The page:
“If we have learnt anything from these elections then, it is that politics needs some disruption, an alteration to the status quo. If we do not stand up and allow our voice to be heard, we can be confident that the outcome from Brexit, will unlikely be in the form we wish.”
After the local elections, what do voters think about Brexit now?
Observations: Eszter Kantor - Division and Debate - Brexit and Trade
Fashion Roundtable In Conversation for SHOWstudio
Fashion Revolution #whomademyclothes
"Fishing delivers roughly £1.9bn to the UK economy, compared to fashion’s £29.7bn. Nonetheless, fashion is yet to have a debate dedicated to the industry, in the House of Commons, in two years. Which means fashion has not been debated during the entire EU referendum process. As aforementioned, fashion did have a debate in the Lords but it only lasted 8 minutes. Fishing, this month, had a debate dedicated to the subject in the Commons and it lasted almost an hour."
Trade Wars – The Threat of Isolationism is Beyond Political Rhetoric
Fashion mentioned for 8 minutes in a House of Lords debate.
Seasonal Migrant Workers
Observations: Navjyot Lehl - Division and Debate - What Has Happened in Brexit and Where Are We Now?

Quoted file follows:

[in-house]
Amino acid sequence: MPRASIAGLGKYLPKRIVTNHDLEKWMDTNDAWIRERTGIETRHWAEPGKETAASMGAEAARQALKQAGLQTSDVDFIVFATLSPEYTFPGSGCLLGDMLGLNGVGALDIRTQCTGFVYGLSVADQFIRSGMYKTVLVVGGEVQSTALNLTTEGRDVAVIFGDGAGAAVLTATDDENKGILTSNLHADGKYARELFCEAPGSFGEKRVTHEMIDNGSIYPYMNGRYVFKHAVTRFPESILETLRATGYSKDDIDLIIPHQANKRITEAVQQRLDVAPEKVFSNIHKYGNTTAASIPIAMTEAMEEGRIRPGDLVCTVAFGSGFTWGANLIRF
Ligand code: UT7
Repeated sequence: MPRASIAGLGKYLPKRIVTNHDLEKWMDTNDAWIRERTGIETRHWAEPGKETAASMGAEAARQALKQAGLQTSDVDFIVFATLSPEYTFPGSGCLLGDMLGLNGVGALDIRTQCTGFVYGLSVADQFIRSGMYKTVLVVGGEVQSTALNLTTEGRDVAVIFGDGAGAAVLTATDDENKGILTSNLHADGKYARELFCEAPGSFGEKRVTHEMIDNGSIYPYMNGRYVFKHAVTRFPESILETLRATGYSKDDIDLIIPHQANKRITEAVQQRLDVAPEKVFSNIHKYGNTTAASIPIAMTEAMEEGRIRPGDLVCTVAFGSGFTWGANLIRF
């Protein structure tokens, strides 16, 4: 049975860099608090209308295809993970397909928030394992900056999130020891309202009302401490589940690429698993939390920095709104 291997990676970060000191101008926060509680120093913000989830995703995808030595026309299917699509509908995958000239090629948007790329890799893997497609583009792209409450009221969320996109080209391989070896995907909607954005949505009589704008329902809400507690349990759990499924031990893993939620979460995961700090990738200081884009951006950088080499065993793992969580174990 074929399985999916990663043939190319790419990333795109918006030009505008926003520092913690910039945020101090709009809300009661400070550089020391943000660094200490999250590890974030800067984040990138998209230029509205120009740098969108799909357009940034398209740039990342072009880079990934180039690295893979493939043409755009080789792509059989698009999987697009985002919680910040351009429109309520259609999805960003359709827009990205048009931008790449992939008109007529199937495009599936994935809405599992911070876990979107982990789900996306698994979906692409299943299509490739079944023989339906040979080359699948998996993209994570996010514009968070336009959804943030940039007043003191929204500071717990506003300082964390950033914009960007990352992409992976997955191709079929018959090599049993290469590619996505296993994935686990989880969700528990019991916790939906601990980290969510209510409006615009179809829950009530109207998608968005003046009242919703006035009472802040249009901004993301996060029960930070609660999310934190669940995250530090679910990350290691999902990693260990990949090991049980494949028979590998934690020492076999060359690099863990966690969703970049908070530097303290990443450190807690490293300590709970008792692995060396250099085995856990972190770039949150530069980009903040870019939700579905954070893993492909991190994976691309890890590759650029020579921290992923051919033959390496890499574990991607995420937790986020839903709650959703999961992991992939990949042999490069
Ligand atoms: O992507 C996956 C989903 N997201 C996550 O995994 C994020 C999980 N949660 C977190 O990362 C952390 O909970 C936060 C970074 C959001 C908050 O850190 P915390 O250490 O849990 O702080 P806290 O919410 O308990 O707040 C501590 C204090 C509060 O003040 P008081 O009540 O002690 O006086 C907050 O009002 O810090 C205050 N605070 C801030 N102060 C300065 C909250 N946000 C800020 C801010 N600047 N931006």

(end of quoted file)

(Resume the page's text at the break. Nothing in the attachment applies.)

APPG For Textiles and Fashion Meeting at the Houses of Parliament: Fashion Trade with China.
Cars Versus Fashion
Gender Pay Gap
100 Years of Women's Suffrage
Observations: Eszter Kantor: US Denim - Division and Debate
Populism in Italy
Commonwealth Fashion Exchange at Buckingham Palace
HM The Queen Attends LFW
"It is also crucial, to ensure diversity that Parliament looks at who is making that happen in the textile and fashion world – in terms of inclusion for disabled people, ethnicity, fashion across the lifespan and healthy body image. Importantly, we also want to champion regional developments and will shortly be launching a challenge to MPs to meet with local textile and fashion companies and to nominate them for a ‘Best in the UK’ award."
Our Letter to MPs
Creative Gender Pay
Observations: Jack Tindale, Policy Connect - Division and Debate
Sufficient Progress with Brussels?
Social Mobility Commission Walks Out
Fashion mentioned in the House of Lords
Observations: Eszter Kantor: Fashion Roundtable's EU Politics Expert